Dark Sense first published by SciFiNow
After having a vivid vision of the murder of Father Kavanaugh (Ian Hanmore), young Simon Eildon (Corin Edgar Robert) rushes to church to warn the priest, only for a raving, aggressive man (James Robinson) to burst in and kill Kavanaugh exactly as foreseen. Terrified, Simon flees to the vestry, but is unable to lock the door after his attempt to reach the key through telekinesis falls flat, so that the little boy is also injured and traumatised by the hoodie-toting assailant. This prologue to Magnus Wake’s feature debut Dark Sense, expanded from his short film Simon, First and Only (2016), sets out the film’s dynamic as a chronicle of deaths foretold and futures ineluctable. Simon’s clairvoyance enables him to see what is coming, but not to prevent it – and he is unable to use his other, limited powers to shape events around him or to save even himself.
14 years later, the now adult Simon (Shane O’Meara) lives a semi-reclusive life with his terminally ill mother (Shonagh Price), fearful as much of the physical toll that his visions take on his body, as of the impotence that comes with his fragmentary foreknowledge. Yet when he sees a series of imminent brutal murders – including his own, in four days’ time – perpetrated by the same killer, and when he realises that the police are not interested in his unbelievable stories of crimes that have not yet taken place, he turns to ex-SAS corporal Steve Brennus (Jim Sturgeon) and secret service operative Sonia Chatham (Maggie Bain) to help him execute an elaborate plan as finely tuned as a long con. Yet as Simon’s confidence in his powers grows, his death too comes ever closer.
Adapted from Peter Flannery’s 2012 novel First and Only, Dark Sense has the kind of intricate plotting last seen in Paul McGuigan’s Push (2009), as Simon couples his predictive abilities to his recently acquired skills at database management to devise a multi-player three-dimensional chess game in which he is always several moves ahead of everyone else. The spider-like diagram of notes and clippings and illustrations that Simon pins to the wall of his Edinburgh home offers a visual representation of Geoff Dupuy-Holder and Alistair Rutherford’s ingeniously chaotic screenplay, in which disparate elements are interconnected in unexpected and complex ways, eventually all converging at the moment of Simon’s foreseen, perhaps inevitable demise.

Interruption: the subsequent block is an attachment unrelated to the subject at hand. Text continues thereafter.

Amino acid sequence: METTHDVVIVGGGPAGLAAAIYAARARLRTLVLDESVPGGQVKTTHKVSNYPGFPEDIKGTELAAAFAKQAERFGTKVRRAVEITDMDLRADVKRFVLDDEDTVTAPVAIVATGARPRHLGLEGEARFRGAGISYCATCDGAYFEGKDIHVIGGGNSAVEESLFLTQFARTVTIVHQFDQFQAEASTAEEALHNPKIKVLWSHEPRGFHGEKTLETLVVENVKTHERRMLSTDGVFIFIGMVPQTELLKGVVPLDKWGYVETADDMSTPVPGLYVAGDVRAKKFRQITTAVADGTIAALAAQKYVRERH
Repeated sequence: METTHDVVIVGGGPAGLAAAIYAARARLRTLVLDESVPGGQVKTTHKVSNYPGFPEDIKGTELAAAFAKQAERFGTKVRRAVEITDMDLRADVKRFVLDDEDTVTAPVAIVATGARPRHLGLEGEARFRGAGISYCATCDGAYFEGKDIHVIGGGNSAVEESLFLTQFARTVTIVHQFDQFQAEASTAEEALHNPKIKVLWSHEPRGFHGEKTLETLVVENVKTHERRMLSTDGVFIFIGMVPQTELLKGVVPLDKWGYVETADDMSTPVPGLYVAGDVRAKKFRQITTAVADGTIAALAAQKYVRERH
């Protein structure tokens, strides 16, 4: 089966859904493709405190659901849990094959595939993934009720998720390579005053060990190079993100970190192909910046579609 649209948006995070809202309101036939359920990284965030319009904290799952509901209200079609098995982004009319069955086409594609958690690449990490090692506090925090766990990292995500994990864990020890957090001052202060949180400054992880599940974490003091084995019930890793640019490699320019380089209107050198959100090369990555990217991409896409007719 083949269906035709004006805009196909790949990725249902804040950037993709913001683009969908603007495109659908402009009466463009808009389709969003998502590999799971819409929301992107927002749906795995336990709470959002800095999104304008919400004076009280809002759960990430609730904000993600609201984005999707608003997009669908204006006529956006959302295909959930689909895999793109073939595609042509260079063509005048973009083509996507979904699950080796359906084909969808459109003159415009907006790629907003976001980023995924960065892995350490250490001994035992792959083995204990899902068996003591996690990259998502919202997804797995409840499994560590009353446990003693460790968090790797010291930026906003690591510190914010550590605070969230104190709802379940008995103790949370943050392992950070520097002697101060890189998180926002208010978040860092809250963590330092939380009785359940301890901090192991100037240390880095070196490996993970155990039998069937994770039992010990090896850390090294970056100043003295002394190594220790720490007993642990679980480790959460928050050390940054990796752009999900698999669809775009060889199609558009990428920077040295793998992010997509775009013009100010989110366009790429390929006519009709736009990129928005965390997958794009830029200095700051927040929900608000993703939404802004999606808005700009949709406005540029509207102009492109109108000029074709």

While the story hinges on a supernatural premise, and on blurry flashbacks and flashforwards that confound conventional chronology, what emerges is a buddy pic, as grounded, sceptical, working-class Brennus quickly warms to the charms of his strange employer and acknowledges the bizarre reality of his gift. A subplot involving the malevolent machinations of Chatham’s MI5 superior Johns (Sandy Welch), who would twirl his moustache if he had one, unfolds in an over-the-top register that is at odds with the rest of the film – but otherwise, this is a serial killer thriller with a beating, bleeding heart, in which psycho meets psi and the end comes carefully scripted.
© Anton Bitel